tallic flat structure having a recess therethrough,
utilization of ceramic discs SI of slightly greater
and an insulator within said recess with a part
thickness than the depth of the pockets, said discs
of the recess above and below said insulator.
may be rigidly held by clamping the spacer sec
3. A spacer for ?lament posts comprising a me
tions toward each other. Each said disc 3| has 15 tallic ?at structure having top and bottom faces,
a central hole 32 therethrough for the ?lament
and having a recess extending through said struc
post and substantially the same diameter as said
ture from one of said faces to the other, said re
cess being enlarged intermediate its ends, and
Both support andclainp-ing of the sections 28, .
an insulator in the enlarged part of said recess.
28 constituting the spacer 26 are obtained by 20
4. A spacer for ?lament posts comprising a
studs 33 perpendicular ‘to and between said me
pair of juxtaposed sections havingv registering
tallic spacer 25 and metallic supporting plate 22.
recesses ,therethrough, the juxtaposed part of
Screws as extending through holes at in said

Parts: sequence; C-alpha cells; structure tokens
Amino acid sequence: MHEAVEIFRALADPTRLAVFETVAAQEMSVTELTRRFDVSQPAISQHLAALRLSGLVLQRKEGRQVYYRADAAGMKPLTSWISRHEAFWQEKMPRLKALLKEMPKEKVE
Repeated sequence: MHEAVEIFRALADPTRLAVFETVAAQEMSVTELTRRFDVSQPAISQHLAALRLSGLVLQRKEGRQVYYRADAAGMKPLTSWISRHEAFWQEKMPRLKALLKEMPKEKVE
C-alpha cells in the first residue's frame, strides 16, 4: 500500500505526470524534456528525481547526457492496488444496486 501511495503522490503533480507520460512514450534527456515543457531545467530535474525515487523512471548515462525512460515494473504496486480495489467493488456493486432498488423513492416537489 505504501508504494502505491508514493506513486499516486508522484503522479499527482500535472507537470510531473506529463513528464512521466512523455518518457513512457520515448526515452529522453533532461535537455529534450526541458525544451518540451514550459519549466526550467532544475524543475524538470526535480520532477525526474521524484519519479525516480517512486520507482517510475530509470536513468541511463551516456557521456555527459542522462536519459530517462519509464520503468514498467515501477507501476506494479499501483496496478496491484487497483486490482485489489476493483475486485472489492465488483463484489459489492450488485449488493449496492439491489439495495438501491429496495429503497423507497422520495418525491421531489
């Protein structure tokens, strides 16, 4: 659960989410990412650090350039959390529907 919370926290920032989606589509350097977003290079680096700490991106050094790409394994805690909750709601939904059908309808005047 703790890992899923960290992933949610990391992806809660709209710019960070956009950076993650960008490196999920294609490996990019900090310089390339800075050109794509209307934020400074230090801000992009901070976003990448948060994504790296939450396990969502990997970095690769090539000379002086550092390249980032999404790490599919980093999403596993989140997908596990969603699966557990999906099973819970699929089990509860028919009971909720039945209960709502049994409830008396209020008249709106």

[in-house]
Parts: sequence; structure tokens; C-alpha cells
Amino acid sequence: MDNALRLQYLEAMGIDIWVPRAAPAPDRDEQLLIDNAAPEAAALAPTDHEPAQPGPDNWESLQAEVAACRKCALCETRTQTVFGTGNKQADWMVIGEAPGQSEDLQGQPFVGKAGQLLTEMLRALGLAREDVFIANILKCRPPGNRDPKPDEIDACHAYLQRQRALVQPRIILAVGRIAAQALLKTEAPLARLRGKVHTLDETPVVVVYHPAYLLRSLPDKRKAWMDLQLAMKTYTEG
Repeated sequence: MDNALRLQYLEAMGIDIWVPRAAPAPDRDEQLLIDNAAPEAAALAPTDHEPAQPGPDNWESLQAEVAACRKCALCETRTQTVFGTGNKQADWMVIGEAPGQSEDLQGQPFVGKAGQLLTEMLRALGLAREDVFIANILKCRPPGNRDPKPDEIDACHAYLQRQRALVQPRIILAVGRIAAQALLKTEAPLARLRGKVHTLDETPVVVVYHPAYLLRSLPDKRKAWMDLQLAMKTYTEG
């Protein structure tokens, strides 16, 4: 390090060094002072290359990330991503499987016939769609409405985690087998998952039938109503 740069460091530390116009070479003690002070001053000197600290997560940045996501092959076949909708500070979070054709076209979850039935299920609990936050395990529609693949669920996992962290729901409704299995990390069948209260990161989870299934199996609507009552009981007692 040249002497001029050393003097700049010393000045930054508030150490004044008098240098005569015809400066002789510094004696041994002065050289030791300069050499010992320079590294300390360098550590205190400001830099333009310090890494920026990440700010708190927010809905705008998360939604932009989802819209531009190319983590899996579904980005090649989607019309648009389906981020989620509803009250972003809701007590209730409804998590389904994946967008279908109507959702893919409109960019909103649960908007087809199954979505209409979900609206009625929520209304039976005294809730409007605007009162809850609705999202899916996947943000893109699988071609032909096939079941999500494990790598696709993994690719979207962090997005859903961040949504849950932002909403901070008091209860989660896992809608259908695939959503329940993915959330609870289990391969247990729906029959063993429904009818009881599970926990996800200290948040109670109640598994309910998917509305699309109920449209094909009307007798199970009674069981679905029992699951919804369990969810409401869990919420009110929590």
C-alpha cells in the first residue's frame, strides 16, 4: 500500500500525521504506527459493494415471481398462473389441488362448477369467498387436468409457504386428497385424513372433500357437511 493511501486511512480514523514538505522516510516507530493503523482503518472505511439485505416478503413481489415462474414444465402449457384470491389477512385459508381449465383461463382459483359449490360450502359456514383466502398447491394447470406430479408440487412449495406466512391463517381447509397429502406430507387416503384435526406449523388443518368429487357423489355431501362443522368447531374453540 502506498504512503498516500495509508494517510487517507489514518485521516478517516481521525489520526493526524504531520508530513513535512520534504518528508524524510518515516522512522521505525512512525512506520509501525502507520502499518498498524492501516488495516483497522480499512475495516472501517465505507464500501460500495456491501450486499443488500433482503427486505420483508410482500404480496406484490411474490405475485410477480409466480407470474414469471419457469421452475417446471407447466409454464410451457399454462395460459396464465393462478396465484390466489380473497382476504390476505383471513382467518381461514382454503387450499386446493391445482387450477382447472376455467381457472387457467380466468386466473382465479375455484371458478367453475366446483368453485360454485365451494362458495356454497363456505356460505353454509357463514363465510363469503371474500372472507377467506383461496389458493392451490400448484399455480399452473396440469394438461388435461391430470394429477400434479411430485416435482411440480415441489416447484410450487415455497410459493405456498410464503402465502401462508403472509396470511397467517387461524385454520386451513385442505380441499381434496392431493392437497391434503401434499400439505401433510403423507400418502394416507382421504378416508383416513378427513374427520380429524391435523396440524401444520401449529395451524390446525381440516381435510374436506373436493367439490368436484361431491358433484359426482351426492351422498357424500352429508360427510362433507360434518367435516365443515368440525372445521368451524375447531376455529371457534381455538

said recesses of the two sections being of greater
spacer and in said supporting plates threading
diameter than the parts of said recesses most re
into opposite ends of the studs clamp the several
mote from each other, and an insulator included
parts together as a rigid structure, the lower
between said sections in the. said parts of said
screws preferably also passing through the insu
recesses of greater diameter.
lative plate 23 and clamping it to the supporting
5. A spacer for ?lament posts comprising a pair
of juxtaposed‘ metallic sections having register
It may now be observed’ that the ceramic discs 30 ing recesses therethrough, an insulative disc in
or insulators are in effect embedded in the me
said recesses and overlapped by parts. of said me
tallic spacer so that, exposed surfaces of said in
sulators are offset inwardly from, the flat ex
posed surfaces of the said spacer. Thus the in
sulators are removed from the high frequency
tallic sections, ‘and means for clamping sdid sec
tions together, and retaining said disc in said re
?eld in their entirety and cannot form any part
of a shorting path therefor to the ?lament post
either across a surface of the insulator or through
the body of the insulator. Furthermore, support
for the spacer is obtained by studs which are
further from the grid, wires than the ?lament
posts, and no slip coils are required or are present
on the ?lament posts either to retain the insu
lators or to position the spacer. This has the
bene?cial effector,‘ avoiding any projections on
the ?lament posts which might tend to lower the
-6. A spacer for ?lament post-s comprising a pair
of juxtaposed metallic sections having stepped
recesses therethrough, the larger portion of the
recesses being next the juxtaposed surfaces of
the said sections, and insulative disc in said
larger portion and larger than the smaller por
tion of the stepped recesses, and means holding
said sections assembled and the discs retained in
the said recesses.